The origin of matcha lies in China! It was invented in the Tang Dynasty and widely spread in the Song Dynasty. However, after the Ming Dynasty, matcha became less popular and was replaced by tea leaves brewed for drinking. Ancient matcha was called “powdered tea” and was made from high-quality fresh tea leaves processed into
Tea polyphenols are important nutrients in tea and have many positive effects. It is a powerful antioxidant that helps protect the body from free radical damage. In addition, tea polyphenols have many other effects. Let’s take a look at the effects of tea polyphenols! First of all, tea polyphenols are very beneficial to cardiovascular health.
Tea polysaccharide is a kind of component which has important physiological function in tea. According to the research, tea polysaccharide has anti-tumor, blood sugar, blood lipid and other effects. Studies have found that tea contains a variety of active ingredients, of which tea polysaccharide is a very important one. Tea polysaccharides have anti-tumor effects. Studies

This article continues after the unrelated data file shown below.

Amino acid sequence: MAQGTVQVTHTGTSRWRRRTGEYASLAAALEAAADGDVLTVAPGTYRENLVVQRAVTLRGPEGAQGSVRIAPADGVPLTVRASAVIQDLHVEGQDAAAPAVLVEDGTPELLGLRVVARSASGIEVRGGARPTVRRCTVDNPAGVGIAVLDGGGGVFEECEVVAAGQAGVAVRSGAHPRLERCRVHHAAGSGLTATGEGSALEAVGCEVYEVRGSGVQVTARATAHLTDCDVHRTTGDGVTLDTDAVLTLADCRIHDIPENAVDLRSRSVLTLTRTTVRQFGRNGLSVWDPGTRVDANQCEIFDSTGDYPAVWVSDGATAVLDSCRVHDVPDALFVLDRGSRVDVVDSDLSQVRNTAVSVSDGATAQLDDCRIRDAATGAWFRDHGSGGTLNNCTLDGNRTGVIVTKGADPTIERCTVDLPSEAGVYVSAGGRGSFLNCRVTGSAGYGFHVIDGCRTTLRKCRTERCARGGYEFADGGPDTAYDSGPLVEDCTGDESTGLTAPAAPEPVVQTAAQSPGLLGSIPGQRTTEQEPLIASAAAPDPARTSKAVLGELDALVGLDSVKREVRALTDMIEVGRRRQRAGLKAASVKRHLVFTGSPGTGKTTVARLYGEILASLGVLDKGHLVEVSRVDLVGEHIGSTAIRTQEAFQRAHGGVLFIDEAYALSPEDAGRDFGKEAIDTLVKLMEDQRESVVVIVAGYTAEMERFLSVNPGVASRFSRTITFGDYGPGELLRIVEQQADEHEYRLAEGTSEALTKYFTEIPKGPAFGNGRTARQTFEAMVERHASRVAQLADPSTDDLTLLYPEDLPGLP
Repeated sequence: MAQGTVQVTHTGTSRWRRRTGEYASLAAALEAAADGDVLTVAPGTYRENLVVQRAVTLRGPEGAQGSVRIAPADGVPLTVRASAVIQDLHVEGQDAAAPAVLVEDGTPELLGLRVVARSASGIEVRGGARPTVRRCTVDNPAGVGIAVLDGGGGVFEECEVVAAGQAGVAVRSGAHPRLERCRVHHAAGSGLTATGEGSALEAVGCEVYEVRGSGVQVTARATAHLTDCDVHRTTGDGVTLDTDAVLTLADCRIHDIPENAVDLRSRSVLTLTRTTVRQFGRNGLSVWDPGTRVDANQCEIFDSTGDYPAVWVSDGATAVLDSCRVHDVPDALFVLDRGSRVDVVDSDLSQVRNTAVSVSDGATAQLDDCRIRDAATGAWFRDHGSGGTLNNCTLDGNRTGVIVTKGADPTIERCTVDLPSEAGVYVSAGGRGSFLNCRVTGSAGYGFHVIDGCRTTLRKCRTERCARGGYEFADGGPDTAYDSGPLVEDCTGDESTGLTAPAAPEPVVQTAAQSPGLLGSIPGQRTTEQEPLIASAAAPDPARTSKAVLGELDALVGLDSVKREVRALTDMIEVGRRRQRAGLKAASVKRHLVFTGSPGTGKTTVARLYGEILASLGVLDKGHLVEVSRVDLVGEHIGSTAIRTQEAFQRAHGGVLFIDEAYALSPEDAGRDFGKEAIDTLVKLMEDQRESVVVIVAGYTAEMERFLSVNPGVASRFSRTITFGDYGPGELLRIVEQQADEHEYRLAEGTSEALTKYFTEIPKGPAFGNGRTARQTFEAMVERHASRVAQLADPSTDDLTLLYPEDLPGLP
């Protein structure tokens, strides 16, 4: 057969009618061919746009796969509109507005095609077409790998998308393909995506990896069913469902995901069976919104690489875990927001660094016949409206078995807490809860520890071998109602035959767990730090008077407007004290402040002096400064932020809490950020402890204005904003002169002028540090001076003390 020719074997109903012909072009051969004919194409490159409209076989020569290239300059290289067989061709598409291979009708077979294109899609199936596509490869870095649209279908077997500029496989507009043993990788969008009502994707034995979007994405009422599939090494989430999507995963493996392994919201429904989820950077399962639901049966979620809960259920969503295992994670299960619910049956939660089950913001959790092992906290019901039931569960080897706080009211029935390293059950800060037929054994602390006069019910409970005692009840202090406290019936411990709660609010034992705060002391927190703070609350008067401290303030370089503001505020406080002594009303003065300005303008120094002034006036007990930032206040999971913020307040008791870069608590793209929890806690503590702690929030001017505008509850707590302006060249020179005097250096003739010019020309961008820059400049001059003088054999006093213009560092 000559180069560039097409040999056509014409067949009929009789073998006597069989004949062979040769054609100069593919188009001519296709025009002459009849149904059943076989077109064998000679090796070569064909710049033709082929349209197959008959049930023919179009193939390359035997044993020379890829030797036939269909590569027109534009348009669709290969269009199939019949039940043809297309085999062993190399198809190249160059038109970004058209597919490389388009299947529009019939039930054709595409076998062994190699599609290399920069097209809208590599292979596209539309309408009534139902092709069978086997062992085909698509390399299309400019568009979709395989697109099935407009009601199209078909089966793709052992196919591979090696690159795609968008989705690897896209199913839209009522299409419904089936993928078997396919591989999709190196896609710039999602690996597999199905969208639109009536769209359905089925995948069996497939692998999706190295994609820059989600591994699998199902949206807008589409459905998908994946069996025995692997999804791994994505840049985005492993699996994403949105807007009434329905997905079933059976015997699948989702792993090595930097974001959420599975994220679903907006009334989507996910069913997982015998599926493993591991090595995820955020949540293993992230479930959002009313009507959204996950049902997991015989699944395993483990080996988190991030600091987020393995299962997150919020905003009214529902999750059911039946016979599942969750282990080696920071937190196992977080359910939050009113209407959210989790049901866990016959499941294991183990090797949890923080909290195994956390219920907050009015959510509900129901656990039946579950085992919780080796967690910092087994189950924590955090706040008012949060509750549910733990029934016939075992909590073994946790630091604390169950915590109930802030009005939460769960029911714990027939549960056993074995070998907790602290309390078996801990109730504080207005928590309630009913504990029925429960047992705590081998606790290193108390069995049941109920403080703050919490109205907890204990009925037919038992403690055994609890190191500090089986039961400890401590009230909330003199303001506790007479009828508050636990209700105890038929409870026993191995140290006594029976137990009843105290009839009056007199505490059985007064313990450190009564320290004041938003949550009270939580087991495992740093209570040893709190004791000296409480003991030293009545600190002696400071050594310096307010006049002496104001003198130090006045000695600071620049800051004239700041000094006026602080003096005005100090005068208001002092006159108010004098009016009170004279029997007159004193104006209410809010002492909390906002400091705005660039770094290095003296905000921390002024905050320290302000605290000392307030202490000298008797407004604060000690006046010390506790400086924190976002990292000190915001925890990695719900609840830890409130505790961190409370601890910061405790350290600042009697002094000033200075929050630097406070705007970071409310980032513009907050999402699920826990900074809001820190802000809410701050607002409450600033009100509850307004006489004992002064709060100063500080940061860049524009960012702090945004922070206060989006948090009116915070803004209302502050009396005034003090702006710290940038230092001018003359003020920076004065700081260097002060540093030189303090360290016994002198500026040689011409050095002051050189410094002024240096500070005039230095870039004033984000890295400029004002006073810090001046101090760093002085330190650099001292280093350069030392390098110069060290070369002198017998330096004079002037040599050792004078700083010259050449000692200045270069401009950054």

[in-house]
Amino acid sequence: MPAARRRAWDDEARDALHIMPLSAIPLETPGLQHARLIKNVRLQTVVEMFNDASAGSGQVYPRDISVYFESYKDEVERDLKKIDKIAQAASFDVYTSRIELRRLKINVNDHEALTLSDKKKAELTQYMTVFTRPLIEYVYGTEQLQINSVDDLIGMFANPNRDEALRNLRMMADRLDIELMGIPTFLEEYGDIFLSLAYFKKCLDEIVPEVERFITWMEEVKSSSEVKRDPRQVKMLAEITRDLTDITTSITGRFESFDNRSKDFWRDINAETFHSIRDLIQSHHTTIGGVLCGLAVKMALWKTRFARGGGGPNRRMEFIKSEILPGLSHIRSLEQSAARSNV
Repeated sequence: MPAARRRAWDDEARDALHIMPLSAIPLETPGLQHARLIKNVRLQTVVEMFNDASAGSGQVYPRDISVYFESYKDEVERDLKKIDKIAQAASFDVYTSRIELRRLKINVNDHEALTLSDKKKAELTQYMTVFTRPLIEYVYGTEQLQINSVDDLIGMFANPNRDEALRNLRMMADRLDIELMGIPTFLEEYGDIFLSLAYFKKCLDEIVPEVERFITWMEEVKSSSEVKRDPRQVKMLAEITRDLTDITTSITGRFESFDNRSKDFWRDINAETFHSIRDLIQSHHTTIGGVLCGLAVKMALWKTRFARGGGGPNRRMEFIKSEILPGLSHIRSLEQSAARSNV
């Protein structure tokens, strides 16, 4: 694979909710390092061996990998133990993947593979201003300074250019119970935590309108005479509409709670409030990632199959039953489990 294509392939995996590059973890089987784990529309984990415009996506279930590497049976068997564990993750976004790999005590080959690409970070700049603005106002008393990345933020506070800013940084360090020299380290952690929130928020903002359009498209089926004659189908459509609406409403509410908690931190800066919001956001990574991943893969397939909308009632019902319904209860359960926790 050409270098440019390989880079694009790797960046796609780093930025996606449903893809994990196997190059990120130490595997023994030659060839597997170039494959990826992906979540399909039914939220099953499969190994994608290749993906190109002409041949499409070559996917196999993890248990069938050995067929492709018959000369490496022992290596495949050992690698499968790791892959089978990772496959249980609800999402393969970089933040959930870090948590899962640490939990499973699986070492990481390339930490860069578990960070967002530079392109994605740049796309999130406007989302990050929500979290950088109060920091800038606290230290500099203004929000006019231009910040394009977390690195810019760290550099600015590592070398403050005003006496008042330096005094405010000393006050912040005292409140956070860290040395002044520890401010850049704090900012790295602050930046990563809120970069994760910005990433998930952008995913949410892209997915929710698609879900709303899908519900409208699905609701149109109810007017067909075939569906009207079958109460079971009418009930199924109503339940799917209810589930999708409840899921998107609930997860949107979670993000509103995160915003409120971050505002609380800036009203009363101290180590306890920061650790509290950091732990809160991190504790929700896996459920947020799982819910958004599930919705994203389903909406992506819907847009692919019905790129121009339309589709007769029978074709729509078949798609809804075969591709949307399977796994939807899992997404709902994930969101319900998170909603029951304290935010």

From: Tea Biz by Dan Bolton Researchers at ETH Zürich have discovered that green tea catechins are not passive antioxidants but pro-oxidants that act to strengthen cells against attack by free radicals, leading to longer life and greater fitness. Initially, the presence of green tea catechins increases oxidative stress for a short while which has the subsequent
From Xinhua Chinese scientists have found that drinking green tea may help prevent Alzheimer’s disease, Science and Technology Daily reported Monday. With population aging deepening, neurodegenerative diseases, including Alzheimer’s disease, are showing rapid high incidence rates. Scientists from Anhui Agricultural University and the University of Science and Technology of China have revealed that green tea
China is the hometown of tea and the first country all over the world for tea cultivation and production. Tea has gone through a long time with Chinese nation. Many tea customers have the similar feeling. Once going down the rabbit hole, it is difficult to quit it. Although I can’t say why, it’s just
From The Register Tea lovers that chug three or more cups of the warm nectar per week are more likely to live longer than those that drink tea less often, or never touch the wonderful stuff. Habitual tea consumption is associated with lower risks of cardiovascular disease and all-cause death, said Xinyan Wang, a researcher